All the way on the other side of the world, Toyota and Mazda have just confirmed an agreement that will involve the next-gen Toyota Yaris. Apparently, Toyota intends for the next North American version of the Yaris to be based off the Mazda2 subcompact. Not only that, the vehicle will also be built in Mazda’s brand-new Mexico plant, and will use a vehicle-tuned SkyActiv direct-injection engine.

The agreement won’t actually come into fruition until sometime during 2015, but it’s a win-win for both automakers. Toyota gets to save on exporting, and gets to use a proven, high-quality vehicle and powertrain. Mazda gets to make full use of their Mexico operations, and the brand-awareness that naturally comes when you work with Toyota.

Whether or not the new Mazda2-based Toyota will be based off the current Mazda2 or the one previewed by the Hazumi Concept remains to be seen, but logically we’d expect it to be the latter.

This is great news for Mazda fans and Toyota fans alike, and we’re thrilled to see Mazda’s SkyActiv technology finally get the recognition it deserves.

Nissan BladeGlider Concept Headed for the 2013 Tokyo Motor Show

Posted by Stephen On Tuesday, November 12th, 2013

After taking a break from Tokyo Motor Show previews yesterday, today we’re right back on track and picking up where we left off. While Nissan will be showcasing several new NISMO models in LA at the end of November, today they’ve unveiled their primary show car for this year’s Japanese motor show, and it is a doozy to be sure. It’s called the Nissan BladeGlider Concept, and oddly enough, the name actually fits the car.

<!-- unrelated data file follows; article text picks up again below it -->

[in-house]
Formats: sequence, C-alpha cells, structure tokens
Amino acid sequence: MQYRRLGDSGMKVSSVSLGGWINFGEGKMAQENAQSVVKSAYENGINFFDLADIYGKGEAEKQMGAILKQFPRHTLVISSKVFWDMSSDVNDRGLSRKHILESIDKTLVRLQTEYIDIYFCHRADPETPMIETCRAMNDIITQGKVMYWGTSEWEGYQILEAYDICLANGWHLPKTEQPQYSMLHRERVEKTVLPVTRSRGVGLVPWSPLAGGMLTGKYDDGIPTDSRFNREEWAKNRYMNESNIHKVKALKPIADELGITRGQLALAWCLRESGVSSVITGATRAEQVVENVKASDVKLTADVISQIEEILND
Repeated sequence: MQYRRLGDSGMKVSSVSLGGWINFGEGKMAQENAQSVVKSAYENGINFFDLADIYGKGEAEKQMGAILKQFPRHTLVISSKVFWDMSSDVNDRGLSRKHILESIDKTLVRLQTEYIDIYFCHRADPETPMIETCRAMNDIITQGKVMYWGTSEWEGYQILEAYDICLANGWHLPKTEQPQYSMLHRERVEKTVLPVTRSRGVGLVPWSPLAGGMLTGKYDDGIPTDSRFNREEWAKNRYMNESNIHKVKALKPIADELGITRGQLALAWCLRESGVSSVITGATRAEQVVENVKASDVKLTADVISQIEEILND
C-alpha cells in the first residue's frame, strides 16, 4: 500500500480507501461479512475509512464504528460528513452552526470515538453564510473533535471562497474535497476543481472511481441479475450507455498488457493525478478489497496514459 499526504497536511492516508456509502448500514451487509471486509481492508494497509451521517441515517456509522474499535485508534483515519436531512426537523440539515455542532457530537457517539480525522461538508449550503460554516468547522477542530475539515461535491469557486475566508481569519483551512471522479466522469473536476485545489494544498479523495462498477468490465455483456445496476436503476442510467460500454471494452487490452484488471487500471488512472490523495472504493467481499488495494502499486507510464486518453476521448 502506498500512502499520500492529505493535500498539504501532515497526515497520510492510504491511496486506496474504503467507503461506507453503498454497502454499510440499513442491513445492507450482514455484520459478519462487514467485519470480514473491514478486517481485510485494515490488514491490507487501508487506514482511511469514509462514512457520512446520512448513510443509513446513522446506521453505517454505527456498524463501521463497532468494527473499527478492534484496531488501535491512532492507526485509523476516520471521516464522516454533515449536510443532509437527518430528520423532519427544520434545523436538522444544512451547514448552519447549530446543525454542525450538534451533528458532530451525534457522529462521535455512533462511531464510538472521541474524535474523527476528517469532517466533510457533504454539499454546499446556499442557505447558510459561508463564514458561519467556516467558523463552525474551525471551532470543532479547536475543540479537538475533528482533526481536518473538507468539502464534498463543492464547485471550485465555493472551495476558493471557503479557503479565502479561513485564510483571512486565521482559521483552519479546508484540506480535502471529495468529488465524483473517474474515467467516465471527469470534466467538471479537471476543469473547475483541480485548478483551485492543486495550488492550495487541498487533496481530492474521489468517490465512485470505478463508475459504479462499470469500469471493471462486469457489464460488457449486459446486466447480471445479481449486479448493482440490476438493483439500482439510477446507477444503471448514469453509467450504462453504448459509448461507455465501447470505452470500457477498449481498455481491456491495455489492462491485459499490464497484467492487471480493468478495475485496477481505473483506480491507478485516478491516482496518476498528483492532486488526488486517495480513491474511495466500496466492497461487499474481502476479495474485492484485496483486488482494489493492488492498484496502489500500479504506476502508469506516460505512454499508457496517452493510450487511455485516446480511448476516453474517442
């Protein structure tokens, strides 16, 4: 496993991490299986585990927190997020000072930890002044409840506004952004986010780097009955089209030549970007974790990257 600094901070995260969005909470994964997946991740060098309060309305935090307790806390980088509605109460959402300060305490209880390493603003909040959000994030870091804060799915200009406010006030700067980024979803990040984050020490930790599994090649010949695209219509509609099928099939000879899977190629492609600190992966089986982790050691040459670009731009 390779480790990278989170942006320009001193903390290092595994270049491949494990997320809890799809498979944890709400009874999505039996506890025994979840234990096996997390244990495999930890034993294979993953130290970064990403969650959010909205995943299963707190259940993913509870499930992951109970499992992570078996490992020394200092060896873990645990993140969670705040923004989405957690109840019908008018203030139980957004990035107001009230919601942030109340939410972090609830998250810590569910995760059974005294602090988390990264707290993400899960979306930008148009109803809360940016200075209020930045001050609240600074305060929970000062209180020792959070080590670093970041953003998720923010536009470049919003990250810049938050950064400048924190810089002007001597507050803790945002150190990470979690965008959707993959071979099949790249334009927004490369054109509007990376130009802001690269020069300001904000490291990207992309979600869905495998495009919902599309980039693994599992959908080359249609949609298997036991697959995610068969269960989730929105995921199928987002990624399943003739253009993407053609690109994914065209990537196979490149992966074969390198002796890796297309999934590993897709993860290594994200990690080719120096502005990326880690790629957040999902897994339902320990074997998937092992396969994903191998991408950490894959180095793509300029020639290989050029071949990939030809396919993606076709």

Take a look for yourself below:

Nissan Blade Glider concept car

As you may be able to guess, what we have here is the next iteration of the Nissan ZEOD-RC Concept, and the Nissan DeltaWing before it. For reference, you can see both previous concepts below:

Nissan ZEOD RC

Nissan Delta Wing

So, what’s the difference between the Nissan BladeGlider Concept and the previous ZEOD-RC and DeltaWing concepts?

Other than the more polished design, the biggest difference is that Nissan actually wants to bring the BladeGlider to production. As in, they want it to be available for everyday customers and not just Nissan’s Le Mans racing team. It is, “an exploratory prototype of an upcoming production vehicle,” and, “a proposal for the future direction of Nissan electric vehicle development.”

This might all sound like a load of hokey, but let’s put this car into context.

Recently, Nissan VP Andy Palmer went on record claiming that the incredibly successful Toyota GT86 and its Scion and Subaru siblings were “designed for a 50-year-old… for a midlife crisis.” Ouch! He went on to make it clear, “That’s not what we do.” Instead, the BladeGlider is an against-the-grain Japanese car intended to attract male automotive enthusiasts in the latter half of their twenties.